The prevailing stereotype of aging is that getting old comes a cluster of obnoxious behaviors: crankiness, complaining, depression, irritability and overall negativity.
The reality: With old age comes greater contentment.
That’s the unexpected (and, frankly, delightful) findings of psychologist Timothy Salthouse, a professor at the University of Virginia, as well as several other prominent academics, whose research is nicely summarized in a recent Wall Street Journal article, “Why Everything You Think About Aging May Be Wrong.”
These researchers found that emotional well-being improves over the decades until the 70s, when it levels off. Note that well-being doesn’t decline—despite the physical, emotional and often financial issues facing us as we age. It plateaus.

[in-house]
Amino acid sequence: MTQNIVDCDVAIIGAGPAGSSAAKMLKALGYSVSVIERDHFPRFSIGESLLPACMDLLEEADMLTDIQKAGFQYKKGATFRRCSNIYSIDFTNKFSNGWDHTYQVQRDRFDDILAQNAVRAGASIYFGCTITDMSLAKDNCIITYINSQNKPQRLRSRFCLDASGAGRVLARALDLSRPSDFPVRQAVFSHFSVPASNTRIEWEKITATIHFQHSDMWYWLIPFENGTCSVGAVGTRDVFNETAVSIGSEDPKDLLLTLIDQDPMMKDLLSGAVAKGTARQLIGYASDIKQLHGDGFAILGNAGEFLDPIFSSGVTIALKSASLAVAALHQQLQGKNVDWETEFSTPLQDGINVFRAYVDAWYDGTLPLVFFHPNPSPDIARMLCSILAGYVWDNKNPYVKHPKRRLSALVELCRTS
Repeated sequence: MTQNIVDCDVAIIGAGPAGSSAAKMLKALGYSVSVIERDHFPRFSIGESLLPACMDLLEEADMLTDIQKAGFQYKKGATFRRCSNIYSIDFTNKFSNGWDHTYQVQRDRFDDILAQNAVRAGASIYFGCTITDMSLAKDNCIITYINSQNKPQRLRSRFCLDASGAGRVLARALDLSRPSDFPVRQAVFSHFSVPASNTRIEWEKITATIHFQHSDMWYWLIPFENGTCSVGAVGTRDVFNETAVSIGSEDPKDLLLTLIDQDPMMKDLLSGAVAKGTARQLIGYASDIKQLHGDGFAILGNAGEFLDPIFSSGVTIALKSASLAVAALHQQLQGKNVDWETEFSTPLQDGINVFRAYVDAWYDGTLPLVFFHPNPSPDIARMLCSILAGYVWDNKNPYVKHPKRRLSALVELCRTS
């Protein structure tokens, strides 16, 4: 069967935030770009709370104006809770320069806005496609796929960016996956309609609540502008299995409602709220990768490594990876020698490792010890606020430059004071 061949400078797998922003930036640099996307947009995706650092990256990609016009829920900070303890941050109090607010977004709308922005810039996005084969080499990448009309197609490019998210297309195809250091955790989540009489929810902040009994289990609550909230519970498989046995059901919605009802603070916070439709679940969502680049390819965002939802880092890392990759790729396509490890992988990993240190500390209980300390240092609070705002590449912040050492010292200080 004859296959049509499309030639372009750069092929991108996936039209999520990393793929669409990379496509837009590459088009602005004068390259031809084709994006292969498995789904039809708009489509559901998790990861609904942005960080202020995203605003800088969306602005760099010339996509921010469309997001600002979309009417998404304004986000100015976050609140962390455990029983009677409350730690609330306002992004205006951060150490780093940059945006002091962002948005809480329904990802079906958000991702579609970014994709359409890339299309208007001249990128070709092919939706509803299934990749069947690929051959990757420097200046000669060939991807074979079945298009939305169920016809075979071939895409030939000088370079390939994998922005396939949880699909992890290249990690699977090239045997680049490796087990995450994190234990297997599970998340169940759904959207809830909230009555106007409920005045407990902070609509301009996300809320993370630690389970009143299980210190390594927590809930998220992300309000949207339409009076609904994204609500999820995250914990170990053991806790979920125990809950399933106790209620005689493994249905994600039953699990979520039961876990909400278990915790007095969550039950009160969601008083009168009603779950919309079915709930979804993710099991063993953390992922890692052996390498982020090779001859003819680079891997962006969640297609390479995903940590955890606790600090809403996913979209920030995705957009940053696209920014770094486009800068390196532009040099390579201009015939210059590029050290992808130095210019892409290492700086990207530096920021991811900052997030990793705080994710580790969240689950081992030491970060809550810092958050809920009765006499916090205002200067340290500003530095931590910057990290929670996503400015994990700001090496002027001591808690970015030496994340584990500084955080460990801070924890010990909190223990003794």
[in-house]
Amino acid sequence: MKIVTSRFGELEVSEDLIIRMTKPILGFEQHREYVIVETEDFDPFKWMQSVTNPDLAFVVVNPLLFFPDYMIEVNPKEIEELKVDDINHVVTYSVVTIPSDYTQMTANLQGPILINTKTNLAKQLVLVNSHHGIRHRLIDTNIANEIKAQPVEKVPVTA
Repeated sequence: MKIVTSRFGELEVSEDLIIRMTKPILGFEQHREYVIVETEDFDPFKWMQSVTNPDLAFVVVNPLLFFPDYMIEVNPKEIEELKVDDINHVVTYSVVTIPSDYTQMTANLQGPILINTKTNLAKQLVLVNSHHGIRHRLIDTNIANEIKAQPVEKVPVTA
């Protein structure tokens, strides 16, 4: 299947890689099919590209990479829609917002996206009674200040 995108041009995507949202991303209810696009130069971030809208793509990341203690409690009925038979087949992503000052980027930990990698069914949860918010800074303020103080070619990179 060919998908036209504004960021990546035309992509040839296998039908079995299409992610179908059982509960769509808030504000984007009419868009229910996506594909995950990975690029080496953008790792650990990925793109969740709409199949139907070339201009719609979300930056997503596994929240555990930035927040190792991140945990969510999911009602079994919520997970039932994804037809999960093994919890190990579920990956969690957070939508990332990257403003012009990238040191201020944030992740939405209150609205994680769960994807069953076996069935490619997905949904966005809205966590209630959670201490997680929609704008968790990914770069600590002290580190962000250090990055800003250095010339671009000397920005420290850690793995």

One expert put it this way: “In general, when we look at older adults, they tend to be happier, less anxious, less angry and tend to adapt well to their circumstances.”
Researchers also found that the quality of friendships deepens with age. So that’s another myth busted. You’re not necessarily going to be old and lonely—you’re much more likely to be spending time with people you’re truly, deeply connected to.
At the same time, it’s important to expand your social circles, because new acquaintances often lead to close relationships beyond the familiar ones. And with new friends you’ll be exposing yourself to fresh ideas, new experiences and more ways to continue enriching your life.
The point is not to coast as your primary style. Your coterie of close friends may mean a lot to you, but the inevitable will happen, and the ties that bind will at some point fray, then break.
And if there’s another major thing to take away from these findings, it’s this: One’s 70s is potentially the best time of one’s life, not the time to peak or fail. Personally, I’m looking forward to this decade.
Read the full article here.
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